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Travel jobs in Sydney Australia, how to make money in Australia with travel
By: Richard Steel (justin) 2012.01.04



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There is no motivating factor like desperation. I had been traveling for some time through travel jobs in Sydney, Australia to extend my stay. That meant Work. A Job. The Daily Grind. Of course, working in Sydney was never a grind, in fact, the jobs I held during my year Down Under were some of the best and strangest I have ever had. Finding a job was easier than I thought it would be, and you can benefit from my experience because there were some snags along the way that you can avoid. For those of you who think that you have to save up for months in the U.S. before starting your journey, don't wait. Throw some clothes in a bag, buy the ticket and just leave! Of course, be ready for desperation, just in case.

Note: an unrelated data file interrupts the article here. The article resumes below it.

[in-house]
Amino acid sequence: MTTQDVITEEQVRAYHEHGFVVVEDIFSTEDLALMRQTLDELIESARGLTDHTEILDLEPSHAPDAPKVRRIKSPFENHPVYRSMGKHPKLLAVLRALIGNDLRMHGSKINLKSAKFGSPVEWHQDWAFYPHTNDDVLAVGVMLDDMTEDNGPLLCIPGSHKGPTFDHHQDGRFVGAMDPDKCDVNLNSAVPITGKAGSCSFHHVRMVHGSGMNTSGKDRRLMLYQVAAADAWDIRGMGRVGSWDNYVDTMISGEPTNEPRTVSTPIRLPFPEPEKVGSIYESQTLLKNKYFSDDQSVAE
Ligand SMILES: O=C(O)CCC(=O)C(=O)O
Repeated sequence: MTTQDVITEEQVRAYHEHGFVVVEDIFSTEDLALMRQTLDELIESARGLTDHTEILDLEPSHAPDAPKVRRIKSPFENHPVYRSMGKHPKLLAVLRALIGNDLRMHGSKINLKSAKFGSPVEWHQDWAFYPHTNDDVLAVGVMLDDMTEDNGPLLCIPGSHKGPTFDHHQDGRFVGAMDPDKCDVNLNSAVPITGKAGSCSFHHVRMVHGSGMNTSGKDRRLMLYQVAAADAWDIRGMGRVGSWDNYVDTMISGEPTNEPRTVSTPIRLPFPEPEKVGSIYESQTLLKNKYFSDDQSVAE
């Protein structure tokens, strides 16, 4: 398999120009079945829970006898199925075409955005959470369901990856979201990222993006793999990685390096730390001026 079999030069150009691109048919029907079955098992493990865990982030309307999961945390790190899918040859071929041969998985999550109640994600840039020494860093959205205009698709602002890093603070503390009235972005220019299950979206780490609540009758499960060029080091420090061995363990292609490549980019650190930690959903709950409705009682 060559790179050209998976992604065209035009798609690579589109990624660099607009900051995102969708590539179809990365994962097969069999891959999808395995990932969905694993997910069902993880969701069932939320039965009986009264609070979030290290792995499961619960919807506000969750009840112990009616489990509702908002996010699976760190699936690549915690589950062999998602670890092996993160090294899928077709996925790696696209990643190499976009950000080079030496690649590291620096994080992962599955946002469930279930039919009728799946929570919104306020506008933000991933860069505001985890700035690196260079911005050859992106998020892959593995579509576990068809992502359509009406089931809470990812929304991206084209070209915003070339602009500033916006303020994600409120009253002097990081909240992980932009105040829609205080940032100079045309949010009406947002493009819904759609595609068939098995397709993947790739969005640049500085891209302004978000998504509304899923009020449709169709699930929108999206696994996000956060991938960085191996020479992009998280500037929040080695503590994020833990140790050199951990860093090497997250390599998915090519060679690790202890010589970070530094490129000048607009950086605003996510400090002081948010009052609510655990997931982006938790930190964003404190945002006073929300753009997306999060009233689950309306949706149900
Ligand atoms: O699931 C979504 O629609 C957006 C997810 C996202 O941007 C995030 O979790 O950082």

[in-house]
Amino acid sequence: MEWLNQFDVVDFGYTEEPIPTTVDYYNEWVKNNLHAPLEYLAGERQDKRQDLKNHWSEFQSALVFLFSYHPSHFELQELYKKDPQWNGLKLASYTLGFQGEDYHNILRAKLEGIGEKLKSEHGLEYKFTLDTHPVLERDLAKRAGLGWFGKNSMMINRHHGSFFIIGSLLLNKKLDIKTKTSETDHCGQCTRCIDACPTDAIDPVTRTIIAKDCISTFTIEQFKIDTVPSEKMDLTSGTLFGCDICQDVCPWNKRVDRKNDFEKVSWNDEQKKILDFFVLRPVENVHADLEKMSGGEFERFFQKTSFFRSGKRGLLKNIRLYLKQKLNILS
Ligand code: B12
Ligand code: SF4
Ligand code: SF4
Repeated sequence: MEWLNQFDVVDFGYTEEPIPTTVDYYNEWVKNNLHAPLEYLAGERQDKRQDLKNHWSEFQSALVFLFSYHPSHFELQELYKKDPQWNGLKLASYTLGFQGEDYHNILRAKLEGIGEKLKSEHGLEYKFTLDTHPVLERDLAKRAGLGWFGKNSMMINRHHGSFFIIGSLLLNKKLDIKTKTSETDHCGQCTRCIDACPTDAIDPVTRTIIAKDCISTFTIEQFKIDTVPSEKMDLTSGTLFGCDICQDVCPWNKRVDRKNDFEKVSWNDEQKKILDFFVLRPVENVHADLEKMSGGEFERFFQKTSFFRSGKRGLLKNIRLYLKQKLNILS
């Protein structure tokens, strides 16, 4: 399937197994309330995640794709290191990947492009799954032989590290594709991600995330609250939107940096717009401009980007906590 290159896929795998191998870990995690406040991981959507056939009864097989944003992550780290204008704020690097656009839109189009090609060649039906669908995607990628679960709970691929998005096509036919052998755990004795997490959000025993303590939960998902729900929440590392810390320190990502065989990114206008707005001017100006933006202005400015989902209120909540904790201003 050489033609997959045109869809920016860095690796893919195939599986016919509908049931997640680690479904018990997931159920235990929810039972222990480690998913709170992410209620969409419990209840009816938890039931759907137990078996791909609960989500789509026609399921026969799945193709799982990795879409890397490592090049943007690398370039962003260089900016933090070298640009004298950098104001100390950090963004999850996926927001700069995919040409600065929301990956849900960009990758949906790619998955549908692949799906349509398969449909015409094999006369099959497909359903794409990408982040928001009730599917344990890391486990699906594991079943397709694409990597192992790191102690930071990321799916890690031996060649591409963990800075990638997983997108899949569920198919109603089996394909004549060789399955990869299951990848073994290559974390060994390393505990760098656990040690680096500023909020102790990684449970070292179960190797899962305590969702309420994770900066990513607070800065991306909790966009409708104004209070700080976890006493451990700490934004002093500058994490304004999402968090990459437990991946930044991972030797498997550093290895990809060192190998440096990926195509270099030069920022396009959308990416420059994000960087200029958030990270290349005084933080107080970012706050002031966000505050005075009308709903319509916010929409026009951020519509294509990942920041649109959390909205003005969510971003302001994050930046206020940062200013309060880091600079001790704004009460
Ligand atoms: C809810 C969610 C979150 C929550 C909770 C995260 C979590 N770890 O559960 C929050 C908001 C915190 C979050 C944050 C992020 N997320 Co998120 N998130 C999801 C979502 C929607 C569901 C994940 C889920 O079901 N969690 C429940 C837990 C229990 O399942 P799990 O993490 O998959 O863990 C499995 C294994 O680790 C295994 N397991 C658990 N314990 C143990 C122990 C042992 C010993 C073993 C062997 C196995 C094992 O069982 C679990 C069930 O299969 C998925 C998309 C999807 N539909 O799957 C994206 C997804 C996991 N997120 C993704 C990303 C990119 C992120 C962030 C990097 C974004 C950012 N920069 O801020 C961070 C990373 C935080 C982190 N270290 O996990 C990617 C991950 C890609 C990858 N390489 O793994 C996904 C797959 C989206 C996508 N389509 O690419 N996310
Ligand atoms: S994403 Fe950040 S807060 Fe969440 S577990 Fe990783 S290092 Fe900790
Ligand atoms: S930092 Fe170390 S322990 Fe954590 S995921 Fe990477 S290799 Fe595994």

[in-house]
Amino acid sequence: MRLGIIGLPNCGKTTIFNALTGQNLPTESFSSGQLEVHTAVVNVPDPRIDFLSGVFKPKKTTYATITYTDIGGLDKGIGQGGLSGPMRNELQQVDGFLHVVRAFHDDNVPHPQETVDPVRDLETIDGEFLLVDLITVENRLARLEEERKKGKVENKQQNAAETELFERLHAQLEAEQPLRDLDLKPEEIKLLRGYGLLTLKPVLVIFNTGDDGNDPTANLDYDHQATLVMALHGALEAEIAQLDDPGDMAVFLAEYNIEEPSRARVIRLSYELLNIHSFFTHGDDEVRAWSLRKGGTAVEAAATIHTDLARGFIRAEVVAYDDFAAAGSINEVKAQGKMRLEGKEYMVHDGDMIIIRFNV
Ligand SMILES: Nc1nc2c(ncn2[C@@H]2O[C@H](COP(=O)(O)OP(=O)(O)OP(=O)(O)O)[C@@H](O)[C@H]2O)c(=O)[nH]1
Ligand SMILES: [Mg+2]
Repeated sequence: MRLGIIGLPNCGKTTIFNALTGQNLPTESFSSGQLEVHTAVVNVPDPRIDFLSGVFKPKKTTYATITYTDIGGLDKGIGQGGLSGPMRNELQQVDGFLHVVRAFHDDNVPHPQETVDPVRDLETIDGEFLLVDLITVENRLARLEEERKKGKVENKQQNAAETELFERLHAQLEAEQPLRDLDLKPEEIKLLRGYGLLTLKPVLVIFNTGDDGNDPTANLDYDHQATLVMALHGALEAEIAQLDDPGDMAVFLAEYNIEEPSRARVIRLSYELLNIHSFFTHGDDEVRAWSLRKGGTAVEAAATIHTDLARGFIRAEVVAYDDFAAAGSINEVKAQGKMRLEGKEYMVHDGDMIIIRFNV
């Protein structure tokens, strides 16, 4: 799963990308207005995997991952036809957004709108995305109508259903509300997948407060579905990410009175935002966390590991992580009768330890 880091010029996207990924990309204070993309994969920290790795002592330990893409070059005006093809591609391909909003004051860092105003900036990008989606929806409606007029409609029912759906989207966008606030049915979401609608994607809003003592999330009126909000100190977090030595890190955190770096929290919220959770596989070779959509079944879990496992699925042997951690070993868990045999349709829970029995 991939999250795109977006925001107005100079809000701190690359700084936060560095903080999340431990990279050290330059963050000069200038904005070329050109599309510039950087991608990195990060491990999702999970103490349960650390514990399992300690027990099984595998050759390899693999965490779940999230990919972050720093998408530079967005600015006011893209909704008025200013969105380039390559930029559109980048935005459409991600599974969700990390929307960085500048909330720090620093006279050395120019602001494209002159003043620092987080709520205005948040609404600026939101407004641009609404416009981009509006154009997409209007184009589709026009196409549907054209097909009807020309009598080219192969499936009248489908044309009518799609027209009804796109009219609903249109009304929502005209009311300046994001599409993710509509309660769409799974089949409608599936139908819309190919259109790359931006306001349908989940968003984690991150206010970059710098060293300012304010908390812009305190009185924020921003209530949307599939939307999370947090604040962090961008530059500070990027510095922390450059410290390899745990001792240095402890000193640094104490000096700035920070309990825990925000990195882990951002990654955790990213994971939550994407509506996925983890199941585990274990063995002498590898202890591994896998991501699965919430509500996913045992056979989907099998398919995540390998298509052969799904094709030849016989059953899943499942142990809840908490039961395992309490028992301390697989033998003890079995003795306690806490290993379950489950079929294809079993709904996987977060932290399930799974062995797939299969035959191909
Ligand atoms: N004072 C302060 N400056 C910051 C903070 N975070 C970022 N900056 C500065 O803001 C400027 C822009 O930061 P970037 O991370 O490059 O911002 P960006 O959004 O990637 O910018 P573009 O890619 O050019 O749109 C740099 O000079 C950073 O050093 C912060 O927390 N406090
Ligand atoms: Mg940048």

The variety of jobs I found astounded me. What linked them all was my flexibility. I worked as a waiter in the oldest restaurant in Sydney. I taught little kids how to swim three mornings a week in a pool overlooking Bondi beach, the world-famous surf spot, and spent a few weeks packing wine for a merchant in Double Bay (the Beverly Hills of Sydney) where we savored a few rare vintages in our spare time. Considered an expert simply by virtue of my Americanism, I was chosen to coach a softball team and led them to the championship game. For several months I tended bar at a pub, serving to and drinking with the locals. I also worked as a tour guide in the tallest structure in the Southern Hemisphere for a while. Seeing the bewildered faces of the visitors as they tried to figure out what an American was doing up there was just too good, not to mention the view from my office. All this was borne of desperation and accomplished in a few fleeting months.